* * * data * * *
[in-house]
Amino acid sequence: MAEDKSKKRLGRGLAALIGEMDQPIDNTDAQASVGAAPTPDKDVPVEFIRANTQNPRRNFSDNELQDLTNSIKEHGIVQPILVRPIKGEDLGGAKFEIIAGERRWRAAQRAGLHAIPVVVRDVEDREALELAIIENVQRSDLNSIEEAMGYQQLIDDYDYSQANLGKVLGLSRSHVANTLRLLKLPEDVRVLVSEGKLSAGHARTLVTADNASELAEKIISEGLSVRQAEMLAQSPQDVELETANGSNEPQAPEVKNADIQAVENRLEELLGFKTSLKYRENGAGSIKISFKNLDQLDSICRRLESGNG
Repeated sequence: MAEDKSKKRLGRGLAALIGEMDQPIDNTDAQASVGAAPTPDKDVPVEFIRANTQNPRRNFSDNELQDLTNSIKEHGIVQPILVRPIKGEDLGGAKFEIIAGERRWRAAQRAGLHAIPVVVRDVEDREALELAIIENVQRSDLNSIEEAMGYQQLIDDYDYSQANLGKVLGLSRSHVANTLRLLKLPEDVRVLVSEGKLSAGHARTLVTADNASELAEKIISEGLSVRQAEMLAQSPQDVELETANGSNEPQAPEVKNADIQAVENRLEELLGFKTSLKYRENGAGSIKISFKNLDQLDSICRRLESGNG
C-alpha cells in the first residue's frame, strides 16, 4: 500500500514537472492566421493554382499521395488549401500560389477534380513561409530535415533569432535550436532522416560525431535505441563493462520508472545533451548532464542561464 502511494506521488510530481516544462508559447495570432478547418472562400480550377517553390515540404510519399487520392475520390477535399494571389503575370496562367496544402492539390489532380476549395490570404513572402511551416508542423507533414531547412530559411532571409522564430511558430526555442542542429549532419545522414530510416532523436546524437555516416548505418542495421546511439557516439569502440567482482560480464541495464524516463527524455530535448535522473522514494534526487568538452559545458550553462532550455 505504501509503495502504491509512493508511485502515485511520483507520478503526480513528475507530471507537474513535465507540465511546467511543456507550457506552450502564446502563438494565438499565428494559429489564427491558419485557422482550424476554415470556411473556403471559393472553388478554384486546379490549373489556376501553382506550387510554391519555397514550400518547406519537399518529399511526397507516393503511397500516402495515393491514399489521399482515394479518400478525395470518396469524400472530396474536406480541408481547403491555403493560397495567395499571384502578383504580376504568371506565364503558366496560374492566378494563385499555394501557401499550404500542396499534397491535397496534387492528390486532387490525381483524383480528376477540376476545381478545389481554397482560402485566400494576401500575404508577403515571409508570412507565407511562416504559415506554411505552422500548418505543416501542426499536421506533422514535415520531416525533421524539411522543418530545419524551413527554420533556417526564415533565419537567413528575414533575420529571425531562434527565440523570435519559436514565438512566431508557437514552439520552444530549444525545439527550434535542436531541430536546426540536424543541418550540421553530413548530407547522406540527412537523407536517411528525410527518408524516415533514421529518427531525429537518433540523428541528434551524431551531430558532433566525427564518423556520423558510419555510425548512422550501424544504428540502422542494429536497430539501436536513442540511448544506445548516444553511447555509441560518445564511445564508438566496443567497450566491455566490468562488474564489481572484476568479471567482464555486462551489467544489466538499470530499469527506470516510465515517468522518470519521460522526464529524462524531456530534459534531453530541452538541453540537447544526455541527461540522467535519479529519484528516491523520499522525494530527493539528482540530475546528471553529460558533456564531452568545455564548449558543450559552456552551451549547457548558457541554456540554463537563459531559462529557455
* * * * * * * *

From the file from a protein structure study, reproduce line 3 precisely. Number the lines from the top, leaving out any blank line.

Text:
Repeated sequence: MAEDKSKKRLGRGLAALIGEMDQPIDNTDAQASVGAAPTPDKDVPVEFIRANTQNPRRNFSDNELQDLTNSIKEHGIVQPILVRPIKGEDLGGAKFEIIAGERRWRAAQRAGLHAIPVVVRDVEDREALELAIIENVQRSDLNSIEEAMGYQQLIDDYDYSQANLGKVLGLSRSHVANTLRLLKLPEDVRVLVSEGKLSAGHARTLVTADNASELAEKIISEGLSVRQAEMLAQSPQDVELETANGSNEPQAPEVKNADIQAVENRLEELLGFKTSLKYRENGAGSIKISFKNLDQLDSICRRLESGNG